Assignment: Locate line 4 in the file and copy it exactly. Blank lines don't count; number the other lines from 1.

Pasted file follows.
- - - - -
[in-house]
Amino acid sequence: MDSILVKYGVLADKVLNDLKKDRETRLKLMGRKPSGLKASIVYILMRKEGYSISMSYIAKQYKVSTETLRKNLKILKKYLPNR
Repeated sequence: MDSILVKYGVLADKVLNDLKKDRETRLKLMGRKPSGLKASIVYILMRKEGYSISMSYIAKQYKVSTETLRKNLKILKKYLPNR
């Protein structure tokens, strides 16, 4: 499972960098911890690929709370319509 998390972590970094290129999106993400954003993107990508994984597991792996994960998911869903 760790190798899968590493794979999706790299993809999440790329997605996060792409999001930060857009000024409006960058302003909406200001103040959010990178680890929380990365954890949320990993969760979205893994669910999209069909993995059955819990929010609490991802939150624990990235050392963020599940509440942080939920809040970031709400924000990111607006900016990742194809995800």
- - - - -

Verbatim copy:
């Protein structure tokens, strides 16, 4: 499972960098911890690929709370319509 998390972590970094290129999106993400954003993107990508994984597991792996994960998911869903 760790190798899968590493794979999706790299993809999440790329997605996060792409999001930060857009000024409006960058302003909406200001103040959010990178680890929380990365954890949320990993969760979205893994669910999209069909993995059955819990929010609490991802939150624990990235050392963020599940509440942080939920809040970031709400924000990111607006900016990742194809995800």